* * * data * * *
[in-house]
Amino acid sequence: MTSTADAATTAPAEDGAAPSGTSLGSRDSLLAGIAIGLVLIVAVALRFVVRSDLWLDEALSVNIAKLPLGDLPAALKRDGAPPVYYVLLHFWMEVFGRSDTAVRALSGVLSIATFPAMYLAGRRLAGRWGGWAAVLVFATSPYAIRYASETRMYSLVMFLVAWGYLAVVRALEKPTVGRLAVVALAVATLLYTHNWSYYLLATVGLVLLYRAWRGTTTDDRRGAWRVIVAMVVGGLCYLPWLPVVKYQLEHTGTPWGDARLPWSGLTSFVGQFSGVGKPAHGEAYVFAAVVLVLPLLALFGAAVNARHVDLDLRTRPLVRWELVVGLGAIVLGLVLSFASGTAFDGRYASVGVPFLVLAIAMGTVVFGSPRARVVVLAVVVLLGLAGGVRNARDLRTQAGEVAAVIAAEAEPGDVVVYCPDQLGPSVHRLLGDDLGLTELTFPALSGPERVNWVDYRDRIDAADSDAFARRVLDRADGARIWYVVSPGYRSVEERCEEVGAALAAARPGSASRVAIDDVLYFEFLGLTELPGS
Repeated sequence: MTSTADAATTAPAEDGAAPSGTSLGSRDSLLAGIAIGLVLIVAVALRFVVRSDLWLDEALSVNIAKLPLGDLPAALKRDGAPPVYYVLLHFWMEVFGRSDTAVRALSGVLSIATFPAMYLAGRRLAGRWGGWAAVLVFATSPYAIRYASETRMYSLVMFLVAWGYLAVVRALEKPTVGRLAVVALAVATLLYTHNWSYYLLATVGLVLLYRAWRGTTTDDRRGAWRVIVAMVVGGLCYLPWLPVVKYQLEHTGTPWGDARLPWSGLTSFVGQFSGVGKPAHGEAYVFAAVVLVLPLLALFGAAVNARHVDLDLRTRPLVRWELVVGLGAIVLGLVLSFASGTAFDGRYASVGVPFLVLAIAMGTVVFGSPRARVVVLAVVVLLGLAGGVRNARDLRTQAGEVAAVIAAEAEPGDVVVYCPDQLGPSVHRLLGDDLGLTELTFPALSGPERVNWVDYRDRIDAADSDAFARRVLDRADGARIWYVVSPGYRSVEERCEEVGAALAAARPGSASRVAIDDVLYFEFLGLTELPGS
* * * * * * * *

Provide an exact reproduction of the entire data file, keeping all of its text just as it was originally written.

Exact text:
[in-house]
Amino acid sequence: MTSTADAATTAPAEDGAAPSGTSLGSRDSLLAGIAIGLVLIVAVALRFVVRSDLWLDEALSVNIAKLPLGDLPAALKRDGAPPVYYVLLHFWMEVFGRSDTAVRALSGVLSIATFPAMYLAGRRLAGRWGGWAAVLVFATSPYAIRYASETRMYSLVMFLVAWGYLAVVRALEKPTVGRLAVVALAVATLLYTHNWSYYLLATVGLVLLYRAWRGTTTDDRRGAWRVIVAMVVGGLCYLPWLPVVKYQLEHTGTPWGDARLPWSGLTSFVGQFSGVGKPAHGEAYVFAAVVLVLPLLALFGAAVNARHVDLDLRTRPLVRWELVVGLGAIVLGLVLSFASGTAFDGRYASVGVPFLVLAIAMGTVVFGSPRARVVVLAVVVLLGLAGGVRNARDLRTQAGEVAAVIAAEAEPGDVVVYCPDQLGPSVHRLLGDDLGLTELTFPALSGPERVNWVDYRDRIDAADSDAFARRVLDRADGARIWYVVSPGYRSVEERCEEVGAALAAARPGSASRVAIDDVLYFEFLGLTELPGS
Repeated sequence: MTSTADAATTAPAEDGAAPSGTSLGSRDSLLAGIAIGLVLIVAVALRFVVRSDLWLDEALSVNIAKLPLGDLPAALKRDGAPPVYYVLLHFWMEVFGRSDTAVRALSGVLSIATFPAMYLAGRRLAGRWGGWAAVLVFATSPYAIRYASETRMYSLVMFLVAWGYLAVVRALEKPTVGRLAVVALAVATLLYTHNWSYYLLATVGLVLLYRAWRGTTTDDRRGAWRVIVAMVVGGLCYLPWLPVVKYQLEHTGTPWGDARLPWSGLTSFVGQFSGVGKPAHGEAYVFAAVVLVLPLLALFGAAVNARHVDLDLRTRPLVRWELVVGLGAIVLGLVLSFASGTAFDGRYASVGVPFLVLAIAMGTVVFGSPRARVVVLAVVVLLGLAGGVRNARDLRTQAGEVAAVIAAEAEPGDVVVYCPDQLGPSVHRLLGDDLGLTELTFPALSGPERVNWVDYRDRIDAADSDAFARRVLDRADGARIWYVVSPGYRSVEERCEEVGAALAAARPGSASRVAIDDVLYFEFLGLTELPGS